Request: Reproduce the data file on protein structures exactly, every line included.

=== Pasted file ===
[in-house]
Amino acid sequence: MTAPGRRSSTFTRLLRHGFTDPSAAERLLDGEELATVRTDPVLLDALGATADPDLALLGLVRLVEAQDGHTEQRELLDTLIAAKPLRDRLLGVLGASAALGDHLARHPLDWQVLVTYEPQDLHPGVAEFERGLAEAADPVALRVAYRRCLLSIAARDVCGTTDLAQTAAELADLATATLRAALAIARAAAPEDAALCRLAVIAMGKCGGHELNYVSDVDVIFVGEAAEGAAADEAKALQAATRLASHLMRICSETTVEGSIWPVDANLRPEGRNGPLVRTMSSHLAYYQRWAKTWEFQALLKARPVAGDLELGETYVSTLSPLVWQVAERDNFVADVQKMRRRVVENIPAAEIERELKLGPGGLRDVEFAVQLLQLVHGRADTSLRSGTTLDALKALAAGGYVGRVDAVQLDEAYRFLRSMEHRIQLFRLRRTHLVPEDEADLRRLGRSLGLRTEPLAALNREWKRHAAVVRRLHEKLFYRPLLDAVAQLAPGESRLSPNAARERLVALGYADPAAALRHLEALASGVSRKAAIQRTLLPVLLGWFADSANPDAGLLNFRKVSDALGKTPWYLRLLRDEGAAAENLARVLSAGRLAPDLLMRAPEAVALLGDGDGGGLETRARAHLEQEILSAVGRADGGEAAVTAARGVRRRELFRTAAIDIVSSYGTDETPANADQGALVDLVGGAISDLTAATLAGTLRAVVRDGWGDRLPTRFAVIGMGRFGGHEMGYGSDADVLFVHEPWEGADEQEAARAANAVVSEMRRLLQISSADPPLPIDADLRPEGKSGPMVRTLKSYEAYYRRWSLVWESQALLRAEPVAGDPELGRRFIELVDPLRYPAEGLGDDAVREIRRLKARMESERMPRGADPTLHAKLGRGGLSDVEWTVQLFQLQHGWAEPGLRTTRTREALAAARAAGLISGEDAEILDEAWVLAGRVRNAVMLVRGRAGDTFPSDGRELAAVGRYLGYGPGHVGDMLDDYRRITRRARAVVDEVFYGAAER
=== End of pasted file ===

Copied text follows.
[in-house]
Amino acid sequence: MTAPGRRSSTFTRLLRHGFTDPSAAERLLDGEELATVRTDPVLLDALGATADPDLALLGLVRLVEAQDGHTEQRELLDTLIAAKPLRDRLLGVLGASAALGDHLARHPLDWQVLVTYEPQDLHPGVAEFERGLAEAADPVALRVAYRRCLLSIAARDVCGTTDLAQTAAELADLATATLRAALAIARAAAPEDAALCRLAVIAMGKCGGHELNYVSDVDVIFVGEAAEGAAADEAKALQAATRLASHLMRICSETTVEGSIWPVDANLRPEGRNGPLVRTMSSHLAYYQRWAKTWEFQALLKARPVAGDLELGETYVSTLSPLVWQVAERDNFVADVQKMRRRVVENIPAAEIERELKLGPGGLRDVEFAVQLLQLVHGRADTSLRSGTTLDALKALAAGGYVGRVDAVQLDEAYRFLRSMEHRIQLFRLRRTHLVPEDEADLRRLGRSLGLRTEPLAALNREWKRHAAVVRRLHEKLFYRPLLDAVAQLAPGESRLSPNAARERLVALGYADPAAALRHLEALASGVSRKAAIQRTLLPVLLGWFADSANPDAGLLNFRKVSDALGKTPWYLRLLRDEGAAAENLARVLSAGRLAPDLLMRAPEAVALLGDGDGGGLETRARAHLEQEILSAVGRADGGEAAVTAARGVRRRELFRTAAIDIVSSYGTDETPANADQGALVDLVGGAISDLTAATLAGTLRAVVRDGWGDRLPTRFAVIGMGRFGGHEMGYGSDADVLFVHEPWEGADEQEAARAANAVVSEMRRLLQISSADPPLPIDADLRPEGKSGPMVRTLKSYEAYYRRWSLVWESQALLRAEPVAGDPELGRRFIELVDPLRYPAEGLGDDAVREIRRLKARMESERMPRGADPTLHAKLGRGGLSDVEWTVQLFQLQHGWAEPGLRTTRTREALAAARAAGLISGEDAEILDEAWVLAGRVRNAVMLVRGRAGDTFPSDGRELAAVGRYLGYGPGHVGDMLDDYRRITRRARAVVDEVFYGAAER